New curtains rising on Broadway and off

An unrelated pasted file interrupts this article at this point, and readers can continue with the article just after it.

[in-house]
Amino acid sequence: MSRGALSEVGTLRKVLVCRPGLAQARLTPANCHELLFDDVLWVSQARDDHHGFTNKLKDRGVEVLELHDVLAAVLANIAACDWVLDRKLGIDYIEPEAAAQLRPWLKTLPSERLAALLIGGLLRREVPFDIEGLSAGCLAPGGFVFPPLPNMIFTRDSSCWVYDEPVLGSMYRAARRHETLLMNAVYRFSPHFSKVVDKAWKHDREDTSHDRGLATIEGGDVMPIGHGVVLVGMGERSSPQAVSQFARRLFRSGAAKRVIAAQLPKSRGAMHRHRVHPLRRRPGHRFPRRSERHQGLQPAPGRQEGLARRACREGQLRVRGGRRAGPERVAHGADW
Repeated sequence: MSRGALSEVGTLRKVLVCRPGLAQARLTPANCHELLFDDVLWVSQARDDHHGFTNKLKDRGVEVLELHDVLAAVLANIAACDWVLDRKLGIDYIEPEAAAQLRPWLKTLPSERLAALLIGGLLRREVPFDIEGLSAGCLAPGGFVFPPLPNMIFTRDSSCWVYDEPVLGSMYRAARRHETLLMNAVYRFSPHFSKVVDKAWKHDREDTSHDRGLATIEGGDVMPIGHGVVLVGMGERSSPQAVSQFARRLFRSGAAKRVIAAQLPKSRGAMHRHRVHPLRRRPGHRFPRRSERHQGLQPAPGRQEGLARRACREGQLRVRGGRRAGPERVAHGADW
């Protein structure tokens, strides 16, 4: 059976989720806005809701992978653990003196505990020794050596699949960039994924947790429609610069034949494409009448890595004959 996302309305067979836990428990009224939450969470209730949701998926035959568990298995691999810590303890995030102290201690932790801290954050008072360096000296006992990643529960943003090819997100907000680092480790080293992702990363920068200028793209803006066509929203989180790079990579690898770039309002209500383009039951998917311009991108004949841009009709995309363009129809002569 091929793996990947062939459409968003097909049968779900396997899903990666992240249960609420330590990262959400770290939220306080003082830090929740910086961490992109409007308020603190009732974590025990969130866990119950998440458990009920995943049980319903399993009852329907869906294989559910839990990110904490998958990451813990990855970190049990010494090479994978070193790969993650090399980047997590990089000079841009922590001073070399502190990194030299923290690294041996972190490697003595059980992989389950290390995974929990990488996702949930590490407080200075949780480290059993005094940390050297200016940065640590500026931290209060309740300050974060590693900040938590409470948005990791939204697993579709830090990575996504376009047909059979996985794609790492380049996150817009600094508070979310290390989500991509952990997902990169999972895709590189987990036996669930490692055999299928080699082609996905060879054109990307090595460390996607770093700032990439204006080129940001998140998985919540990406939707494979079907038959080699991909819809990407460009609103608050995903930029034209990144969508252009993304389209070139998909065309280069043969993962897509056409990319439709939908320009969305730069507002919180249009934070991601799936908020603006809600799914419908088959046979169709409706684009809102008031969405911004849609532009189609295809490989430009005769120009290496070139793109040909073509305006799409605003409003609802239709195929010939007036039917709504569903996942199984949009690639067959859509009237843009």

The fall theater season is beginning to hum, punctuated by tonight's launch of the latest edition of the "Forbidden Broadway" spoof-fest, this one subtitled "Rude Awakening," with its "affectionate" roasting of "Spring Awakening," "Young Frankenstein," et al. It's taking place at the new "F.B." headquarters, the 47th Street Theater. … Broadway-wise, Thursday sees the opening of the Manhattan Theatre Club's production of Theresa Rebeck's "Mauritius," directed by Doug Hughes ("Doubt") at the Biltmore, with a cast headed by F. Murray Abraham. … Also on Thursday, prevues begin at the Walter Kerr on the first Broadway exposure of Chazz Palminteri in his famed solo show "A Bronx Tale," which began life off-Broadway in 1989, then was expanded into a 1993 film with Palminteri and Robert De Niro, which De Niro also directed. No Bobby D. this time; the director is Jerry Zaks. Palminteri again is working as a one-man cast, and its official opening date is Oct. 25. … Meanwhile, the pace is picking up off-Broadway as well. On Wednesday, Staci Swedeen's new play "The Goldman Project," directed by Joe Brancato, launches the new season for the Abingdon Theatre Company at the June Havoc Theatre on West 36th. On Thursday, the new musical "Greetings From Yorkville," directed by the late Thommie Walsh and written and performed by Anya Turner and Robert Grusecki, debuts at the SoHo Playhouse; the same night, after a delay, the new play by Myra Bairstow, "The Rise of Dorothy Hale," directed by Penny Templeton, launches at the Theatre at St. Luke's. (There's an irony in that title; the play's about a New York woman who plunged to her death from a Hampshire House apartment in 1938 and was ruled a suicide but might not have been.) … On Sunday, the martial arts smorgasbord known as "Jump," directed by Chul-Ki Choi, begins energizing the Union Square Theatre. … Tony Martin, who had briefly canceled his plans for a two-nighter at Feinstein's at the Regency, has rescheduled and will take over at that Park Avenue venue Oct. 21-22. … Meanwhile, anyone looking for an exceptional night out on the town right now should make a beeline to the Oak Room of the Algonquin to see and hear KT Sullivan delivering one of the best cabaret performances in many a moon. KT's someone whose kewpie-doll looks, nifty voice and twinkling humor have for years, and countless outings, been a welcome addition to the town's talent parade, but something's different and unusually attractive about her this time. "I'm not a girl anymore," she says as a toss-away line at one point, and indeed, that may be the key to this new, reinvented Sullivan. She is in better voice and more self-assured than before, no longer a boop-oop-a-doop ingenue but a bona fide, womanly entertainer of many dimensions, with a great sense of both fun and maturity that makes her particularly magnetic. (It's doubtful anyone gets a bigger kick out of doing what she does than this lady.) This current Algonquin turn show is a definite standout, not only making great use of Sullivan but also songs by Berlin, Sondheim, Coward, Porter and others as well as words culled from Dame Diana Rigg's witty 1982 book of theatrical pans "No Turn Unstoned." Kudos also to her musical director Tedd Firth, director Eric Michael Gillett and bass Steve Doyle.